Change in South Korea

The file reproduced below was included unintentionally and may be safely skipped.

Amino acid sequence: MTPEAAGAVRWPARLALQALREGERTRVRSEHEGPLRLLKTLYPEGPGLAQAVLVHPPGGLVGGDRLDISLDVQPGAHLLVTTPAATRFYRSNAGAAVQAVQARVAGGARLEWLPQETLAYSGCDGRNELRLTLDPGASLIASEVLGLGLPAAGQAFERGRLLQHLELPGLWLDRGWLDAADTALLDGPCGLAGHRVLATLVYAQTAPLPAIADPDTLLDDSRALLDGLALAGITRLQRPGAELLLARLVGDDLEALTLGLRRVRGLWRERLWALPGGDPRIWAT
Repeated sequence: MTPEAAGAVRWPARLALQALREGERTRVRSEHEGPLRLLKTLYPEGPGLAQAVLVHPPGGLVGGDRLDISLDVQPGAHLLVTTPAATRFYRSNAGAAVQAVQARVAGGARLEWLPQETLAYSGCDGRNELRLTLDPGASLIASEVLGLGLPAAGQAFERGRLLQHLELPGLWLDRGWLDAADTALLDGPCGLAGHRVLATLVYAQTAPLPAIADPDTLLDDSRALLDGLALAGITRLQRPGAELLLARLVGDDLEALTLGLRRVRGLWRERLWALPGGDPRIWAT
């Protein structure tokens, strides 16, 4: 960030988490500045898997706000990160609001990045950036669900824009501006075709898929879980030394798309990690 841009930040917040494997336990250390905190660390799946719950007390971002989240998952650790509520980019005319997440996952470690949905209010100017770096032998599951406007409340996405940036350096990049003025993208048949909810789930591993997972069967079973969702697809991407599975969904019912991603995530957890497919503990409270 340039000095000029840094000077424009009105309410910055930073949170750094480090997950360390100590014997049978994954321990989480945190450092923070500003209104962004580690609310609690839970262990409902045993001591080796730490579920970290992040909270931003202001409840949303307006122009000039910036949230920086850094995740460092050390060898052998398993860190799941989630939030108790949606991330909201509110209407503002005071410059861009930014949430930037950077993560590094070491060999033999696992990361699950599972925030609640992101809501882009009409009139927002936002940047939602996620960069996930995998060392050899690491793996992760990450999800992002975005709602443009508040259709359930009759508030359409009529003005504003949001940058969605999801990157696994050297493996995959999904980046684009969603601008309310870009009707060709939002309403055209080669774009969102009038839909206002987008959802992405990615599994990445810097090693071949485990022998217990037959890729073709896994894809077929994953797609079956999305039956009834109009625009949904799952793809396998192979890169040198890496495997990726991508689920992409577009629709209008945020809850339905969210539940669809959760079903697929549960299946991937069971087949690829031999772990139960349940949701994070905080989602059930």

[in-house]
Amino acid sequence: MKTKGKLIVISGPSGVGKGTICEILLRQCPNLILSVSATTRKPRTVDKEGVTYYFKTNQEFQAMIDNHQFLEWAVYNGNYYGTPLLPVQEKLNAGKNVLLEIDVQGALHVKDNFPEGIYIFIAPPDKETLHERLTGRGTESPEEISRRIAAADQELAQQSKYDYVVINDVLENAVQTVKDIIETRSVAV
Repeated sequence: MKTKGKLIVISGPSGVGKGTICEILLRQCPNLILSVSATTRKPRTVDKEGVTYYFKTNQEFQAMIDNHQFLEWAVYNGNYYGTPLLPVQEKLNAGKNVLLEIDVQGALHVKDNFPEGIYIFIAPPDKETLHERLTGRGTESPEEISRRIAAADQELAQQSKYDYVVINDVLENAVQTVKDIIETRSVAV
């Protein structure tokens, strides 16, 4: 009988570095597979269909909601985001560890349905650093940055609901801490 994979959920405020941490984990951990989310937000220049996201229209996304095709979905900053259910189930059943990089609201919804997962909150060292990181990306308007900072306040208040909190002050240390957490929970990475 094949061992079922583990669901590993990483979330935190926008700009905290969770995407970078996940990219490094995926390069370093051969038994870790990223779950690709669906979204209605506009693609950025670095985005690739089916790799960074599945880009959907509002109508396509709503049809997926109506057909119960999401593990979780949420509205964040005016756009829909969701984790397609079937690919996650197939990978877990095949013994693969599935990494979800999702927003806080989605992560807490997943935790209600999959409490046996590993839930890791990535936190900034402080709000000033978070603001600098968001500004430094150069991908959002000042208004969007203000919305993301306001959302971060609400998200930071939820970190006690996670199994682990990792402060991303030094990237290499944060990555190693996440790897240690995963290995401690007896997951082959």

In South Korea and Taiwan, capital punishment has been highly open to change during the development and democratization processes, and its importance in those societies has been deeply political and symbolic. But the death penalty in these two jurisdictions can hardly be called a minor institution with “minuscule impact,” for democratic transitions in both places have pivoted on the imperative of distancing the present from a past in which capital punishment was a familiar feature of law and politics. This chapter and the next focus on two central questions. First, what explains the rapid decline of capital punishment in South Korea and Taiwan during the last decade and the purposeful pursuit of abolition in both places? And second, to what extent will South Korea and Taiwan become an Asian vanguard, leading other jurisdictions in the region on the road to life without the death penalty?
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